Driving While Distracted:
Text-Messaging on the Road to Danger
You’ve probably seen one or two of them today:
Cyberspace zombies stumbling off the curb while thumbing their BlackBerries. Cell-phone yappers ramming you with their grocery carts. iPod junkies forgetting to get off the elevator.
It’s okay with us that some folks can’t get along without all their PDAs and MP3s. We just don’t want them threatening the rest of us by asserting their right to manipulate their gadgets while driving.
We’ve been on this high horse before when the issue was using hand-held mobile phones behind the wheel. (To no avail, we would add.) Now the ante’s been upped to text messaging in cars. We’ve read stories about texting blamed for terrible accidents, like one in New York last year: a texting teen died after her SUV swerved into oncoming traffic.
Early in this Maryland General Assembly, we saw legislation that would prohibit texting while driving. There’s still time this session to make the proposal law. But it appears possible that such legislation, as well as a ban on hand-held cell phones, might get softened or stalled.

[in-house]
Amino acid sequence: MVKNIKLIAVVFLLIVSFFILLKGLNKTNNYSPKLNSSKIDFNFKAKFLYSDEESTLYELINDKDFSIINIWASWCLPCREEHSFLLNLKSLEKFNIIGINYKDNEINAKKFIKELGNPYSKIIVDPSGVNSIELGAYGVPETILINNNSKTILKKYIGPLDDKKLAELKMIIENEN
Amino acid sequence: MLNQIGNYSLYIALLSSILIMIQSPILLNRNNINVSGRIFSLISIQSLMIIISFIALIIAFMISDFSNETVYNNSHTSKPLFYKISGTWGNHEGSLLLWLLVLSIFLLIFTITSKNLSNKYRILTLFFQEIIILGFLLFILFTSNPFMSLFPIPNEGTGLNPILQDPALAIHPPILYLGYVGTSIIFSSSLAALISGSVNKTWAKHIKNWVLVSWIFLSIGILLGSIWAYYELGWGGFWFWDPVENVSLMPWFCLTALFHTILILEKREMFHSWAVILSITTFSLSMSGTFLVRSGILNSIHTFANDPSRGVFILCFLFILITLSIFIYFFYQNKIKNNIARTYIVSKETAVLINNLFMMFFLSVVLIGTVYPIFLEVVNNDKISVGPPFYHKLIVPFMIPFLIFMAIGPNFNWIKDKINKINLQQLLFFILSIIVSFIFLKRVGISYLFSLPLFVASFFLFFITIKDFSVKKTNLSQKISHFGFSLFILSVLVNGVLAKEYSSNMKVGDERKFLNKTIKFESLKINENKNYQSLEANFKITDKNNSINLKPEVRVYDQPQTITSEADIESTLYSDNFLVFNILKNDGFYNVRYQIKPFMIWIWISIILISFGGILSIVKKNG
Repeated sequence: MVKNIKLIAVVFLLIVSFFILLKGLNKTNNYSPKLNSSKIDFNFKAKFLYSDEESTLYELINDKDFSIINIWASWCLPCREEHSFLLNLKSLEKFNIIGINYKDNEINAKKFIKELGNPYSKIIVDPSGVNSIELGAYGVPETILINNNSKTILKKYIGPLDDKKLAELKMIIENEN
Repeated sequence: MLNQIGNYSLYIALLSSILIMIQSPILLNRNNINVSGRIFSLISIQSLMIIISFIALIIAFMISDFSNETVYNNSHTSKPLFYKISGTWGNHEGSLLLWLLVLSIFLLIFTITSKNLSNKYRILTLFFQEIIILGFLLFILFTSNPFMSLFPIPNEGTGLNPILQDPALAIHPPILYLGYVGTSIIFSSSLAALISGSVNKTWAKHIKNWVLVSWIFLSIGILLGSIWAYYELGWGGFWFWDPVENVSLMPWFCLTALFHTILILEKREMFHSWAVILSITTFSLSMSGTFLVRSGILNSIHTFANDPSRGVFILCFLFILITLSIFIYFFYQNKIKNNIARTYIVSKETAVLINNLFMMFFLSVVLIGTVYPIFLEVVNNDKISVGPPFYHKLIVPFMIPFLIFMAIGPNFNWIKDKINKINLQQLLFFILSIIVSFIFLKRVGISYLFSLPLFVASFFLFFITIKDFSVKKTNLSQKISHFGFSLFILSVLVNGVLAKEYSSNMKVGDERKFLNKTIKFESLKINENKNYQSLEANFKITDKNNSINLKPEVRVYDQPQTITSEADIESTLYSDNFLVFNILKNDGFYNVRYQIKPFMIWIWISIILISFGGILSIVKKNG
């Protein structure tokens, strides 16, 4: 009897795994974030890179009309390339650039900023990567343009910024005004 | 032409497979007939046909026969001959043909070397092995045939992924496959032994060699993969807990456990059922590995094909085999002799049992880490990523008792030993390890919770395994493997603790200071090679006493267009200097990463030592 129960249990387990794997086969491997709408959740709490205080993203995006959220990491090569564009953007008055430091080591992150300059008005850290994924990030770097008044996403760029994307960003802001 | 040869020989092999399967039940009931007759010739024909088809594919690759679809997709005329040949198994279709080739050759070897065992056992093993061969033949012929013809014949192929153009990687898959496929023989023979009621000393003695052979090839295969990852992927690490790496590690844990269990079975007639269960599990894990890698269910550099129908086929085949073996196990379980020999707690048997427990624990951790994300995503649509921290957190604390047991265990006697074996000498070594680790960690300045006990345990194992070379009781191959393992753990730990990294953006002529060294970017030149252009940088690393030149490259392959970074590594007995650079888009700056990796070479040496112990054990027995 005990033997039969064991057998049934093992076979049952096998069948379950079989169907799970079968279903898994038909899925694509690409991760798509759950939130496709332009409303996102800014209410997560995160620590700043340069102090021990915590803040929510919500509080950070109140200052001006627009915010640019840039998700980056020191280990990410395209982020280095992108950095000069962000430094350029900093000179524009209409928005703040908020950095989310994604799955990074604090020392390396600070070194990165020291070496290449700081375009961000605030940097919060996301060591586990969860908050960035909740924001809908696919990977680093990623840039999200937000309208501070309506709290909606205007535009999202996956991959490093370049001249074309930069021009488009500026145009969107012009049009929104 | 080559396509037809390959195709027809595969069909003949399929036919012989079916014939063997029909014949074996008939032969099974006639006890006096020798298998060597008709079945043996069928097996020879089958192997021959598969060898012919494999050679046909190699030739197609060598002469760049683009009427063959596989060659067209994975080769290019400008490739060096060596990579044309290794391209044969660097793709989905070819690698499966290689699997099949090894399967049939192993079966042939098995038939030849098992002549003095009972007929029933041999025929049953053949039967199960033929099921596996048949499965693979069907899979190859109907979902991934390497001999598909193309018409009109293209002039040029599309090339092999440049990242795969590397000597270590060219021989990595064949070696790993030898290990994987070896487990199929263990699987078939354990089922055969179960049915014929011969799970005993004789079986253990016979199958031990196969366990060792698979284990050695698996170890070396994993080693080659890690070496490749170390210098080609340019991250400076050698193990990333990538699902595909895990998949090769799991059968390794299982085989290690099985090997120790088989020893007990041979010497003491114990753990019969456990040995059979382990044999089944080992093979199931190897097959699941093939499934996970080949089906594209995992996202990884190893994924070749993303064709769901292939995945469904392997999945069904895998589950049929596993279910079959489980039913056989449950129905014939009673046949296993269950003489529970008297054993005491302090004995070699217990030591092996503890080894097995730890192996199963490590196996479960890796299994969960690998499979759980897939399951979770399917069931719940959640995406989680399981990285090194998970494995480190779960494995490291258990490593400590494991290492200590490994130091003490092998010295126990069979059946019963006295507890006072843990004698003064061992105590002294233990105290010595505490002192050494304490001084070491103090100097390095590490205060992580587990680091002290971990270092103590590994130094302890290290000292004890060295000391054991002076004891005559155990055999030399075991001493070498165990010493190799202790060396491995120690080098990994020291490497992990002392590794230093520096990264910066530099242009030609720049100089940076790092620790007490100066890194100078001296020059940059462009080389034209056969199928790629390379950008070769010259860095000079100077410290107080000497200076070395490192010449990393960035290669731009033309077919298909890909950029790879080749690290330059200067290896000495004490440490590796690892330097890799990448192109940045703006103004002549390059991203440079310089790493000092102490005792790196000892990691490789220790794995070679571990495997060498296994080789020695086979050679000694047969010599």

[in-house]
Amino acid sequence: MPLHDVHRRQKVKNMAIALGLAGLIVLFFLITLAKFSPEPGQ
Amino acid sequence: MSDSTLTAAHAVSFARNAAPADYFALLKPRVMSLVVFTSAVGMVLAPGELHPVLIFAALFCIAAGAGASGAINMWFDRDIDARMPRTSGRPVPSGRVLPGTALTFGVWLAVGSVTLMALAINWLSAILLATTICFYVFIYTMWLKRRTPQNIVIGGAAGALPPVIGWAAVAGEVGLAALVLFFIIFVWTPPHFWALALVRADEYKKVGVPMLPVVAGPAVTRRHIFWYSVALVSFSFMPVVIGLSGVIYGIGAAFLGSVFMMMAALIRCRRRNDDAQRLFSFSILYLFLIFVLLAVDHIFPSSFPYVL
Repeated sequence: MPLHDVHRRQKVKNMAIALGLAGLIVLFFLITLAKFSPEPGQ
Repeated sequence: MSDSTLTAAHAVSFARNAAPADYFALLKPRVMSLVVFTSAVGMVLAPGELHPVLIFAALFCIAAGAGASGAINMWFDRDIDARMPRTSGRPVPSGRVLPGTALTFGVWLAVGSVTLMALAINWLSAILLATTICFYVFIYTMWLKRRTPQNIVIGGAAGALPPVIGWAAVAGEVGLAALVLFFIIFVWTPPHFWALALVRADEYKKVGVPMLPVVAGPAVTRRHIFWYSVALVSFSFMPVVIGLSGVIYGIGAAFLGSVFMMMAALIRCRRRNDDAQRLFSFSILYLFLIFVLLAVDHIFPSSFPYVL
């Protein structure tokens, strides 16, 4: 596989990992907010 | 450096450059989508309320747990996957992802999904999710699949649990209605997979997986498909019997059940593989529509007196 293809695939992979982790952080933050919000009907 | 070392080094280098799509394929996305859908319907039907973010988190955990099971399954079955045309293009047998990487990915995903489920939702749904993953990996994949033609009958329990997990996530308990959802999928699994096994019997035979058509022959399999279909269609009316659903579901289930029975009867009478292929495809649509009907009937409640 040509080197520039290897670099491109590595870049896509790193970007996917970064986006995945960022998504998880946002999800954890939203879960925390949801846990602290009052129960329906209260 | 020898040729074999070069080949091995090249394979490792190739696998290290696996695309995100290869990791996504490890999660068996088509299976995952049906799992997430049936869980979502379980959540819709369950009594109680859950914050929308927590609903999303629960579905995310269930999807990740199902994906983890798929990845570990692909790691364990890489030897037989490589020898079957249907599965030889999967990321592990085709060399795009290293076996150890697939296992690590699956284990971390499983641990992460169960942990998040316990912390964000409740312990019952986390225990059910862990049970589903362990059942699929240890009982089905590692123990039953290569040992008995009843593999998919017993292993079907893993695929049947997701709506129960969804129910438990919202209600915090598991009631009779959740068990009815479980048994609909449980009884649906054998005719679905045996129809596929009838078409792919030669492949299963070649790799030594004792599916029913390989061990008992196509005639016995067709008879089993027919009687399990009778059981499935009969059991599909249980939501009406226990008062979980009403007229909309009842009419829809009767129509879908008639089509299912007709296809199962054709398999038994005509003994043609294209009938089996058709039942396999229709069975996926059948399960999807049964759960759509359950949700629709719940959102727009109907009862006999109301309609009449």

We don’t get it. We’ve see these sorts of bans in more than two dozen states and localities; such a law took effect in New Jersey recently, stipulating $100 fines for text-messaging or cradling cell phones behind the wheel.
One of the studies people around the country point to was conducted near us. After using in-vehicle cameras and sensors to monitor 42,000 hours of driving over a one-year period, the Virginia Tech Transportation Institute concluded that “secondary task distraction” was a main factor in auto accidents. The biggest culprit? You guessed it: hand-held wireless devices.
Mobile phone chatters at least see what’s going on around them. Mostly, anyway. But texting requires another order of magnitude in concentration: One study found that drivers take their eyes off the road more than a dozen times every 30 seconds to look at the screen or key pad.
Other studies have found that texting drivers are 23 percent slower to brake and six times more likely to get in an accident.
And here’s yet another study, one that should frighten folks in Calvert and Anne Arundel counties, where we’ve been losing too many young people to highway tragedies: Thirteen percent of teen drivers admitted to text-messaging while driving. Wonder how many didn’t admit it.
It often seems like Maryland is a heavy-regulatory state in ways that do people little good. While there’s still time this legislative session, why not send the message that text messaging behind the wheel is not only risky, it’s illegal.